Export Boosting Policies and Firm Performance: Review of Empirical Evidence Around the World

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How effective are government policy attempts to boost firm exports in the short-run? We answer this question by conducting a review of 33 studies from 26 countries around the world, and provide nine findings. Export boosting policies are defined as a group of public policies that aim to increase firm exports in the short-run. These include policies such as export promotion, export-oriented public grants, public export guarantee schemes and subsidised export loans. Our review provides insights into policy effectiveness with respect to extensive and intensive export margins, as well as firms' production function inputs and its outputs. The heterogeneity of effects across firm characteristics is emphasised, and the discussion is enriched with new evidence of spillover effects from export boosting policies. Finally, we summarise back-of-the-envelope calculations of the cost-benefit analysis and provide recommendations for future research.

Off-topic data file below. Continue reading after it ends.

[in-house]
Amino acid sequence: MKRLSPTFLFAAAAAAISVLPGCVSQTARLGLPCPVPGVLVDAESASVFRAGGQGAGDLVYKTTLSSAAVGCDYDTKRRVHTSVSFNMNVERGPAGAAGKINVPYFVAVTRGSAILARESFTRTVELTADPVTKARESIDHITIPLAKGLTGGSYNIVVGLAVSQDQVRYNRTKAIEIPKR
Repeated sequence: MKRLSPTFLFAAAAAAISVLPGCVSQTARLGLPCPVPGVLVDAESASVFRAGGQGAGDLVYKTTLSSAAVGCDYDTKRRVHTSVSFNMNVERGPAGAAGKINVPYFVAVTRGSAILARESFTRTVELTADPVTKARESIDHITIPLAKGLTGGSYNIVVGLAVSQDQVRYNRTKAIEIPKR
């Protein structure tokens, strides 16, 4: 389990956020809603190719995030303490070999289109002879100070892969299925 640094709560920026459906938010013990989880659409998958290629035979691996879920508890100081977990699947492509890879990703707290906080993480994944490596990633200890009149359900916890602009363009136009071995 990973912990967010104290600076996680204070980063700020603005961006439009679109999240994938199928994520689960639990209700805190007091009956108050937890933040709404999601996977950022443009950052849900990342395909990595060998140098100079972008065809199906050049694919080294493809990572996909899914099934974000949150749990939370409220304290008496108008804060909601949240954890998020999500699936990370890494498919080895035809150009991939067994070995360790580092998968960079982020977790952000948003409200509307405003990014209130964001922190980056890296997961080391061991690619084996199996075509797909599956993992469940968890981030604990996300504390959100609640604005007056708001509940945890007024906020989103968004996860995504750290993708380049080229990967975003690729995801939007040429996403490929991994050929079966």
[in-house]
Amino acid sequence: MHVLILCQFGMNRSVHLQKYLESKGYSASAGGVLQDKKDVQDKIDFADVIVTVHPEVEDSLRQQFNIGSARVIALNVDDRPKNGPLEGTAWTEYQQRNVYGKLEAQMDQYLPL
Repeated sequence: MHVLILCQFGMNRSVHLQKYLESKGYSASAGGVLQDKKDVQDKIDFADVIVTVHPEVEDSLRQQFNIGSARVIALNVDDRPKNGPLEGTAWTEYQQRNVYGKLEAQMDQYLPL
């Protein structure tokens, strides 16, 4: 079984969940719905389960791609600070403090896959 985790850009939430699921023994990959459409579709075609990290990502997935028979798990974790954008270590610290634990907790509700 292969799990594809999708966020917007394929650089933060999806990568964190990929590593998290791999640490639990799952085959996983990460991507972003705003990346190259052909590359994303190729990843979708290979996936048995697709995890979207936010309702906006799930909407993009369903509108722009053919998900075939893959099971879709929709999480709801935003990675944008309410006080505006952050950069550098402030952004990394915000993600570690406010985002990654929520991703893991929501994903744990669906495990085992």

Original languageEnglish
JournalJahrbucher fur Nationalokonomie und Statistik
Issue number1
Pages (from-to)45 - 92
Number of pages48
Publication statusPublished - 23.02.2023

Bibliographical note

Funding Information:
The authors would like to thank Christian Volpe Martincus, David McKenzie, Michael Pfaffermayr, Gene Grossman and Gianmarco Ottaviano for their comments and suggestions on methodology and the code. The authors are particularly greatful to Christian Volpe Martincus, Janette Walde, Mislav Radić and Giacomo Marzi for comments on the earlier manuscript version. This work was supported in part by the Croatian Science Foundation under the project IP-CORONA2020-12-1064.

Publisher Copyright:
© 2023 Walter de Gruyter GmbH, Berlin/Boston 2023.

    Research areas

  • export promotion policies, grants, guarantees, impact evaluation, loans, review
  • Economics